The laser uses a low-powered system, making it suitable for use in urban environments such as airports without the risk of blinding anyone in the area.
A laser-based defense system capable of taking out attack drones even in urban environments has been developed by Israeli experts, who hope to roll out the system for a range of security uses, including at airports.
The system was developed by Prof. Amiel Ishaaya at Ben-Gurion University of the Negev after incendiary balloons started being launched into Israel in 2018, setting fire to farmland and causing widespread damage. Realizing that no one was looking into a way to prevent the balloons from posing a threat, Ishaaya, an expert on lasers, contacted industry experts. Together, they developed the Lahav-Or, or Light Blade defense system.
“We just worked on a laser system for cutting thick plastic for greenhouses. Kites and balloons are made of similar materials,” he recalled.
Together with Dr. Rami Aharoni and the backing of Border Police commander Yaakov (Kobi) Shabtai, Ishaaya founded OptiDefense to develop the system, working on a shoe-string budget of just a few million shekels to develop a prototype within a year.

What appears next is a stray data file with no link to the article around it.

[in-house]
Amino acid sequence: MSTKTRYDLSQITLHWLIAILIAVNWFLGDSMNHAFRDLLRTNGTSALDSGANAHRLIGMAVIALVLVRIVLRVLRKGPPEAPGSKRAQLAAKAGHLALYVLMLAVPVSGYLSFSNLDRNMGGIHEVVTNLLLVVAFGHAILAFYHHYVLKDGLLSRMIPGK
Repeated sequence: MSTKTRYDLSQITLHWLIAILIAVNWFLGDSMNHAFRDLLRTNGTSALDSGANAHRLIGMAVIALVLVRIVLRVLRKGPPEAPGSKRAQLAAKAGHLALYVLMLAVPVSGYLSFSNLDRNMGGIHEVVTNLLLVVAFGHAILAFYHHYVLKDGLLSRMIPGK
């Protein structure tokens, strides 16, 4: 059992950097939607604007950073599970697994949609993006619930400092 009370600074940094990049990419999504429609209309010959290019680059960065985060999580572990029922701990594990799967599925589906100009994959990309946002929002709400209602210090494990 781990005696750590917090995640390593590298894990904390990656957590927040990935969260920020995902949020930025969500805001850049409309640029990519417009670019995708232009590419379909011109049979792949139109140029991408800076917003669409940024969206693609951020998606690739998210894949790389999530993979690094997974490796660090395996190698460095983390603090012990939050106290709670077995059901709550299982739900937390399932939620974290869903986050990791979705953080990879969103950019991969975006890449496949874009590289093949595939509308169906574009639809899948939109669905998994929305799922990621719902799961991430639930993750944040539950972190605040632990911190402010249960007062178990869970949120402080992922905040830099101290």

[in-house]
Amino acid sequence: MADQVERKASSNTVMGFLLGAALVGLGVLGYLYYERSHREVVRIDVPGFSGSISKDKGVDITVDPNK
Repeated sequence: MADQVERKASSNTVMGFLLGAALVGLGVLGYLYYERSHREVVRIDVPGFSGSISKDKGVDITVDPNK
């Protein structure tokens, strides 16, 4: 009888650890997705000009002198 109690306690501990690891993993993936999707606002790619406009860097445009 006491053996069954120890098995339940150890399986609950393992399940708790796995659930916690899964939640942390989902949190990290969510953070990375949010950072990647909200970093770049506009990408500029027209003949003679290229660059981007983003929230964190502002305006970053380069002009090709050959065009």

Last month, the team proved the efficacy of their system by downing explosive balloons traveling across the border from Gaza. The system was paired with Elbit’s SupervisIR threat detection system in the test, and operated by the Border Police. “We succeeded in downing everything that came within our field of fire,” Ishaaya said.
However, OptiDefense has set its sights on bigger targets.
Attack drones are becoming increasingly common threats, but at the moment require a communication link to either their handler or a GPS system in order to operate, meaning that they can be downed by electronic jamming systems – known as a “soft kill.” Future generations of drones are expected to do away with this weakness and operate completely autonomously. In order to neutralize the threat, a “hard kill” option would need to be employed to shoot the drone out of the air. This is where the Lahav-Or system comes in.
“In order to operate most high-powered laser defense systems, the airspace needs to be cleared for many kilometers around so the laser does not accidentally blind anyone. Our system operates on a lower frequency which makes it safe for urban environments. Airports, for example, could station our systems around to provide complete coverage without endangering any pilots or passengers,” says Ishaaya.
Other applications could include defending public events such as speeches or concerts. The system’s range is several kilometers.
OptiDefense is now seeking investment to further develop and refine the technology.